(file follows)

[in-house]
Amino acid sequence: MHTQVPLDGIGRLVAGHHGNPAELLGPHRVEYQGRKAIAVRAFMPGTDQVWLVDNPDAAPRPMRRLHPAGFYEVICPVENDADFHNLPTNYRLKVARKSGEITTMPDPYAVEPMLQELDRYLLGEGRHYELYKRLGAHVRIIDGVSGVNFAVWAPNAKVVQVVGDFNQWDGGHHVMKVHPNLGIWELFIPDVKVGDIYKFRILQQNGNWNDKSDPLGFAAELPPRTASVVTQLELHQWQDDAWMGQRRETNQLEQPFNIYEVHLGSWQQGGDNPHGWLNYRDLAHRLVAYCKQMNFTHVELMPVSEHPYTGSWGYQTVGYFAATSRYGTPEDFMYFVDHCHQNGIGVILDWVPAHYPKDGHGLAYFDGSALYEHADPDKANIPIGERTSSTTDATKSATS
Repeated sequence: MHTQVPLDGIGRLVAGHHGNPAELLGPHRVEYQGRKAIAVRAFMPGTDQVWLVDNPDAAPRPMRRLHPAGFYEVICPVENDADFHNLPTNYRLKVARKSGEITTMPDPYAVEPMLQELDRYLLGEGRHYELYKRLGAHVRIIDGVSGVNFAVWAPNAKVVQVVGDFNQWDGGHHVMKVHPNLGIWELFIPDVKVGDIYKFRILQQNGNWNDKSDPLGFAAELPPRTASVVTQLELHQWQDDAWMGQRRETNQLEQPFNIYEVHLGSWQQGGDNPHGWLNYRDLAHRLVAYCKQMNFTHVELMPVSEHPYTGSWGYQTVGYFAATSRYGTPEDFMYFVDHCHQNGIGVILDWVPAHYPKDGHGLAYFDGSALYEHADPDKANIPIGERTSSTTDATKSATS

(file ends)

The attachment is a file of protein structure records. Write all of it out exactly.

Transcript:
[in-house]
Amino acid sequence: MHTQVPLDGIGRLVAGHHGNPAELLGPHRVEYQGRKAIAVRAFMPGTDQVWLVDNPDAAPRPMRRLHPAGFYEVICPVENDADFHNLPTNYRLKVARKSGEITTMPDPYAVEPMLQELDRYLLGEGRHYELYKRLGAHVRIIDGVSGVNFAVWAPNAKVVQVVGDFNQWDGGHHVMKVHPNLGIWELFIPDVKVGDIYKFRILQQNGNWNDKSDPLGFAAELPPRTASVVTQLELHQWQDDAWMGQRRETNQLEQPFNIYEVHLGSWQQGGDNPHGWLNYRDLAHRLVAYCKQMNFTHVELMPVSEHPYTGSWGYQTVGYFAATSRYGTPEDFMYFVDHCHQNGIGVILDWVPAHYPKDGHGLAYFDGSALYEHADPDKANIPIGERTSSTTDATKSATS
Repeated sequence: MHTQVPLDGIGRLVAGHHGNPAELLGPHRVEYQGRKAIAVRAFMPGTDQVWLVDNPDAAPRPMRRLHPAGFYEVICPVENDADFHNLPTNYRLKVARKSGEITTMPDPYAVEPMLQELDRYLLGEGRHYELYKRLGAHVRIIDGVSGVNFAVWAPNAKVVQVVGDFNQWDGGHHVMKVHPNLGIWELFIPDVKVGDIYKFRILQQNGNWNDKSDPLGFAAELPPRTASVVTQLELHQWQDDAWMGQRRETNQLEQPFNIYEVHLGSWQQGGDNPHGWLNYRDLAHRLVAYCKQMNFTHVELMPVSEHPYTGSWGYQTVGYFAATSRYGTPEDFMYFVDHCHQNGIGVILDWVPAHYPKDGHGLAYFDGSALYEHADPDKANIPIGERTSSTTDATKSATS